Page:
The next twenty years Jacob spends in Haran working for uncle Laban. And God blessed his efforts. But there was also deceit and resentment there. Laban tricked Jacob into marrying both of his daughters and working his flocks. Jacob had to work 14 years for Laban. In that time he married Leah and Rachel and had many children and made Laban a rich man. After the 14 years Jacob wanted to go back to Beersheba, back home. Laban knew that he was rich because of Jacob. He knew that God was blessing Jacob. He wanted Jacob to stay. They reached an agreement that satisfied both men. Jacob could keep all the speckled, spotted, or dark-colored sheep for himself. The others would continue to belong to Laban. And Jacob would manage both flocks. Laban cheated. He had his sons remove “all the male goats that were speckled and spotted, the females that were speckled and spotted with any white patches, and all the dark-colored sheep” (30:35). Jacob responded in less than an honorable way. He selectively bred the flocks to make his share grow and Laban’s wither. He did this for six years. After six years he was a very wealthy man, with many servants, camels, and donkeys. Resentment began to grow in Laban’s sons who saw their inheritance diminishing before their eyes. They incited Laban to confront Jacob. God told him to return to the land of his father and grandfather, to return to where “I will be with you” (Genesis 31:3). Where did God tell Jacob he would be with him in a special way? Bethel. Did he go to Bethel? What happens next in Jacob’s life was another crossroads experience that could have changed his life, and history, forever.
Genesis 32 tells us about this crossroads experience. Jacob sent messengers to his brother Esau with this message: “Humble greetings from your servant Jacob! I have been living with Uncle Laban until recently, and now I own oxen, donkeys, sheep, goats, and many servants, both men and women. I have sent these messengers to inform you of my coming, hoping that you will be friendly to us” (32:4-5). The messengers returned with news from Esau—Esau was on his way with an army of 400 men. An army of 400 men?! Jacob was terrified. Genesis 32:7-12 records his response. “Jacob was terrified at the news. He divided his household, along with the flocks and herds and camels, into two camps. He thought, ‘If Esau attacks one group, perhaps the other can escape.’ Then Jacob prayed, ‘O God of my grandfather Abraham and my father, Isaac—O LORD, you told me to return to my land and to my relatives, and you promised to treat me kindly. I am not worthy of all the faithfulness and unfailing love you have shown to me, your servant. When I left home, I owned nothing except a walking stick, and now my household fills two camps! O LORD, please rescue me from my brother Esau. I am afraid that he is coming to kill me, along with my wives and children. But you promised to treat me kindly and to multiply my descendants until they become as numerous as the sands along the seashore—too many to count.’” This was the first time recorded that Jacob sought the Lord. He recognized that God had been faithful to the promises given at Bethel. In response to Jacob’s prayer for protection, God visited Jacob in a very unusual way. While Jacob was alone near the Jabbok River, the angel of the Lord came to him and wrestled with him. What were they fighting over? Genesis 32:26 says they were fighting over a blessing: “Then the man said, ‘Let me go, for it is dawn.’ But Jacob panted, ‘I will not let you go unless you bless me.’”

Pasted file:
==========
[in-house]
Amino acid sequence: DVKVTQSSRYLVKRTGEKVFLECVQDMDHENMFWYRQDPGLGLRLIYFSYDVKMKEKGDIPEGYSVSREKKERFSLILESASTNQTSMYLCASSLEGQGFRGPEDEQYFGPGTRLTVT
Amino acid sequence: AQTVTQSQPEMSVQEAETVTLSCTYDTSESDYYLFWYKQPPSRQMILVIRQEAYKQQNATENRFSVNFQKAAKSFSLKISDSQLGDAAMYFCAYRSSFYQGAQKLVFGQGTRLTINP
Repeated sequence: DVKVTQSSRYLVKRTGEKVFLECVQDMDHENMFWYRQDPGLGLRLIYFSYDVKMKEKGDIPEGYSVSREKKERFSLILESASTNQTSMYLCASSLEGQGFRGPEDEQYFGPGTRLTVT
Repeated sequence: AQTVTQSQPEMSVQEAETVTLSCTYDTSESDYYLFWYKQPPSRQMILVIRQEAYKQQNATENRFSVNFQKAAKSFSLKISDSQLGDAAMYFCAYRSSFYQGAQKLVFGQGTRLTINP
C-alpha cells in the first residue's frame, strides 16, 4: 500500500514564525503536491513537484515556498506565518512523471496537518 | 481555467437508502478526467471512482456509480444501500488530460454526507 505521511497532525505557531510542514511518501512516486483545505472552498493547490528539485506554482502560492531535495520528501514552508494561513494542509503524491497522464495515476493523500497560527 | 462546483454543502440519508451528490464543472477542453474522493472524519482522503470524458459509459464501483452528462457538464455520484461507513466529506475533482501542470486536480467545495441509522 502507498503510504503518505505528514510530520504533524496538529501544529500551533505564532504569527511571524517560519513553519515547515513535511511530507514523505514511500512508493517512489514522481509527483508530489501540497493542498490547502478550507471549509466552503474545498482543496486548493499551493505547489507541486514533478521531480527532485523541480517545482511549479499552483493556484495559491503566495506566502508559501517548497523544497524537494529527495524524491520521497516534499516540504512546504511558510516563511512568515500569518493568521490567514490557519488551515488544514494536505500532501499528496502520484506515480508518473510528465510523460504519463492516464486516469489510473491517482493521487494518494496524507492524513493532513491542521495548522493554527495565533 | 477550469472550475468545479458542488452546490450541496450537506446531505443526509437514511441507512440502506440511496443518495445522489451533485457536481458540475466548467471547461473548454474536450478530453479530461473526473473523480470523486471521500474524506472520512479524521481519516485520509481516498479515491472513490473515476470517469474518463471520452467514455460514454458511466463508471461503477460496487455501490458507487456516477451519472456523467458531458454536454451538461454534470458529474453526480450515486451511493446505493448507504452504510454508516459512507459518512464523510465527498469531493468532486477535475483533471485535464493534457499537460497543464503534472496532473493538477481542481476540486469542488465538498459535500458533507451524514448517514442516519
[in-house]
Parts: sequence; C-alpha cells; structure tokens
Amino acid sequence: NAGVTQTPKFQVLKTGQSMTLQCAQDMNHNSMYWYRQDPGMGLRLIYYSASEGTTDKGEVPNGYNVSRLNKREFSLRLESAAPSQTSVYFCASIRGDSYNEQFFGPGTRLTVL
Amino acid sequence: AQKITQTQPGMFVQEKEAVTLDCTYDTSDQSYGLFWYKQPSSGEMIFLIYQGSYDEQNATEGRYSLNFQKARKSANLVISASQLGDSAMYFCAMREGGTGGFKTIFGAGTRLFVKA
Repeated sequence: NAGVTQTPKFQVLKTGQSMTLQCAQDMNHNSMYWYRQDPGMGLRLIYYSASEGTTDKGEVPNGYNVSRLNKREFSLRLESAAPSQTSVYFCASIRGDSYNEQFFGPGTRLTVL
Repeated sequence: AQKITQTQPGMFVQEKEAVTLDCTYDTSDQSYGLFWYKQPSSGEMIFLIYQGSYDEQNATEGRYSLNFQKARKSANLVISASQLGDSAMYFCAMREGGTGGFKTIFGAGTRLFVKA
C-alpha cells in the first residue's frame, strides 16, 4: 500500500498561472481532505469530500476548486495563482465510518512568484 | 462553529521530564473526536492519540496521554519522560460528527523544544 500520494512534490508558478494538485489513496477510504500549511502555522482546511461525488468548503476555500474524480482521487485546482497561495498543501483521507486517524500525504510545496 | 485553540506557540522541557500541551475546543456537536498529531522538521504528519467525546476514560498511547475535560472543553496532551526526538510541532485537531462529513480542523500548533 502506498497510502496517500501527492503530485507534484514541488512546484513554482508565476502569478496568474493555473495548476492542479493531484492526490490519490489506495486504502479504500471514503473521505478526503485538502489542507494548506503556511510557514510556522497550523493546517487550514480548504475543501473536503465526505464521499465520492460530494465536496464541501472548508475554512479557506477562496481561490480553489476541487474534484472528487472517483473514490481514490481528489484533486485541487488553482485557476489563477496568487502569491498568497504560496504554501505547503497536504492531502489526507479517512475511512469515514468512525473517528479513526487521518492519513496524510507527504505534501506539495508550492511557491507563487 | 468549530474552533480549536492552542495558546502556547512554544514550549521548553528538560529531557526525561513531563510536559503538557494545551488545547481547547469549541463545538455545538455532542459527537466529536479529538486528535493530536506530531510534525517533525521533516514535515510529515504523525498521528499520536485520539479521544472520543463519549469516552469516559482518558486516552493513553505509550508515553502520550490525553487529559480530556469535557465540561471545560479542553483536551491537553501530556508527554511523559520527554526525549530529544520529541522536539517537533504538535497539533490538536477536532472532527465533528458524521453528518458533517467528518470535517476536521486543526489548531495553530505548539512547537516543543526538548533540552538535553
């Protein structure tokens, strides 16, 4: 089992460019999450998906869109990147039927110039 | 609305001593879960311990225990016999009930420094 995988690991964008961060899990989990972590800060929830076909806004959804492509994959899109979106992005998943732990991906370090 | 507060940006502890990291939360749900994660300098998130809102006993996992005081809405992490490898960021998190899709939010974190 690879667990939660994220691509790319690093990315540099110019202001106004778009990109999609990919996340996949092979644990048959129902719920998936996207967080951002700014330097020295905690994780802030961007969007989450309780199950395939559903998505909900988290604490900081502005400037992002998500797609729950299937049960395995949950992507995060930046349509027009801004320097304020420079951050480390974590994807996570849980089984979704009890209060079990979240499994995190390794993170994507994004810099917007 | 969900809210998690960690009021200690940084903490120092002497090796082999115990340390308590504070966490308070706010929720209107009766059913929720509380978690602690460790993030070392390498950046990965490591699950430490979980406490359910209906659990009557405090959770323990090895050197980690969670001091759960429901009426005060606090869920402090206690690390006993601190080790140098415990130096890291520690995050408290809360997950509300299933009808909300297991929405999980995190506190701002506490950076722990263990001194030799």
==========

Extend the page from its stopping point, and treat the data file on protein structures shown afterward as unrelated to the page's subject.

Meyer has some insightful things to say about Jacob’s wrestling match. “Remember that the conflict originated not with Jacob, but with the angel…. This passage is often quoted as an instance of Jacob’s earnestness in prayer. It is nothing of the sort. It was not Jacob who wished to obtain something from God, but it was that He—the angel of Jehovah—had a controversy with this double-dealing and crafty child of His. He was desirous to break up his self-sufficiency forever, and to give scope for the development of the Israel that lay cramped and coffined within…. Then Jacob went from resisting to clinging. As the day broke, the Angel wanted to leave; but He could not because Jacob clung to Him with a death grip. The request to be let go indicates how tenaciously the limping patriarch clung to Him for support. He had abandoned the posture of defense and resistance, and had fastened himself on to the Angel—as a terrified child clasps its arms tightly around its father’s neck” (p. 89). It seems to be the case that God would not bless Jacob personally until he first sought God and not just His blessings. God blessed Jacob as patriarch, intricate to the overall plan to bring blessing to the world, but he refused to bless Jacob the man. And that was why God got dirty and wrestled with Jacob the man. God was not just content with using Jacob as a piece of His redemptive puzzle. He wanted Jacob’s heart, as well.